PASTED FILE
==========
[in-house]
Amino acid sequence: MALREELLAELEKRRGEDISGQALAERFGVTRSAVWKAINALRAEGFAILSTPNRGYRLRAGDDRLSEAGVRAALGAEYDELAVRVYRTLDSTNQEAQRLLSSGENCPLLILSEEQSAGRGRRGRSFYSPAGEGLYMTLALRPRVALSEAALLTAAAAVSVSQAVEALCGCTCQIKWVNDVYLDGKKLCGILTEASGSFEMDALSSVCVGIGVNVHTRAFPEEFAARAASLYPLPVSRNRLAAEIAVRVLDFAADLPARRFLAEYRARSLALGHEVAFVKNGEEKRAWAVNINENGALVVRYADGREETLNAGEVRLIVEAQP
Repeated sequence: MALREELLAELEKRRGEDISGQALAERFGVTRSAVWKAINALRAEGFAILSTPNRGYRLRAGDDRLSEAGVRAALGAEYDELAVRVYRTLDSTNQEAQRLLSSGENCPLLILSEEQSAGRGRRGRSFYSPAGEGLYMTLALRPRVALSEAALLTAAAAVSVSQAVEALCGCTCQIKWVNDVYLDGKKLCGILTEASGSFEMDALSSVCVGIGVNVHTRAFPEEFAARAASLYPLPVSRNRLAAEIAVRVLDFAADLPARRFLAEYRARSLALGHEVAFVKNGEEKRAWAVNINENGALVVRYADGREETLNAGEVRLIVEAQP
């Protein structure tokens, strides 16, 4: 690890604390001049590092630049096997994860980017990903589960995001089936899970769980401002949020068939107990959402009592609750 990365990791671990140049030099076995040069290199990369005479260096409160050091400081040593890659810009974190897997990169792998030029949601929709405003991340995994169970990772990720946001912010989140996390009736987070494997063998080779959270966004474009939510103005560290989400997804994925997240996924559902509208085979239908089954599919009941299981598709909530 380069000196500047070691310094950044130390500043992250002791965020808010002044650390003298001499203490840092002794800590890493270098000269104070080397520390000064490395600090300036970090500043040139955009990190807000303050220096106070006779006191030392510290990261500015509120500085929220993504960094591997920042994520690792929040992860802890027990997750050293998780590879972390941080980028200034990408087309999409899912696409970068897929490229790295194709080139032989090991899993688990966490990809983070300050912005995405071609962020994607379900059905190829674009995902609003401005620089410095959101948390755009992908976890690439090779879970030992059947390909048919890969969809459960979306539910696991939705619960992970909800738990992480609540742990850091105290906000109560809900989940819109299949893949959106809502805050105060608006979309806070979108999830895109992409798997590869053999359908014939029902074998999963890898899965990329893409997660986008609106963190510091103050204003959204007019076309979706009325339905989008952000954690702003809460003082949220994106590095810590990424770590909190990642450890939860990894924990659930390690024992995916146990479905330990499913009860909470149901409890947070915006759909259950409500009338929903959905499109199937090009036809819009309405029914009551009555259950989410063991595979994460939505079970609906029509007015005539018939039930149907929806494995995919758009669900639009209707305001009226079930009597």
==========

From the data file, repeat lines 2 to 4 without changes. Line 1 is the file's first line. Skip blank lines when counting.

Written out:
Amino acid sequence: MALREELLAELEKRRGEDISGQALAERFGVTRSAVWKAINALRAEGFAILSTPNRGYRLRAGDDRLSEAGVRAALGAEYDELAVRVYRTLDSTNQEAQRLLSSGENCPLLILSEEQSAGRGRRGRSFYSPAGEGLYMTLALRPRVALSEAALLTAAAAVSVSQAVEALCGCTCQIKWVNDVYLDGKKLCGILTEASGSFEMDALSSVCVGIGVNVHTRAFPEEFAARAASLYPLPVSRNRLAAEIAVRVLDFAADLPARRFLAEYRARSLALGHEVAFVKNGEEKRAWAVNINENGALVVRYADGREETLNAGEVRLIVEAQP
Repeated sequence: MALREELLAELEKRRGEDISGQALAERFGVTRSAVWKAINALRAEGFAILSTPNRGYRLRAGDDRLSEAGVRAALGAEYDELAVRVYRTLDSTNQEAQRLLSSGENCPLLILSEEQSAGRGRRGRSFYSPAGEGLYMTLALRPRVALSEAALLTAAAAVSVSQAVEALCGCTCQIKWVNDVYLDGKKLCGILTEASGSFEMDALSSVCVGIGVNVHTRAFPEEFAARAASLYPLPVSRNRLAAEIAVRVLDFAADLPARRFLAEYRARSLALGHEVAFVKNGEEKRAWAVNINENGALVVRYADGREETLNAGEVRLIVEAQP
């Protein structure tokens, strides 16, 4: 690890604390001049590092630049096997994860980017990903589960995001089936899970769980401002949020068939107990959402009592609750 990365990791671990140049030099076995040069290199990369005479260096409160050091400081040593890659810009974190897997990169792998030029949601929709405003991340995994169970990772990720946001912010989140996390009736987070494997063998080779959270966004474009939510103005560290989400997804994925997240996924559902509208085979239908089954599919009941299981598709909530 380069000196500047070691310094950044130390500043992250002791965020808010002044650390003298001499203490840092002794800590890493270098000269104070080397520390000064490395600090300036970090500043040139955009990190807000303050220096106070006779006191030392510290990261500015509120500085929220993504960094591997920042994520690792929040992860802890027990997750050293998780590879972390941080980028200034990408087309999409899912696409970068897929490229790295194709080139032989090991899993688990966490990809983070300050912005995405071609962020994607379900059905190829674009995902609003401005620089410095959101948390755009992908976890690439090779879970030992059947390909048919890969969809459960979306539910696991939705619960992970909800738990992480609540742990850091105290906000109560809900989940819109299949893949959106809502805050105060608006979309806070979108999830895109992409798997590869053999359908014939029902074998999963890898899965990329893409997660986008609106963190510091103050204003959204007019076309979706009325339905989008952000954690702003809460003082949220994106590095810590990424770590909190990642450890939860990894924990659930390690024992995916146990479905330990499913009860909470149901409890947070915006759909259950409500009338929903959905499109199937090009036809819009309405029914009551009555259950989410063991595979994460939505079970609906029509007015005539018939039930149907929806494995995919758009669900639009209707305001009226079930009597």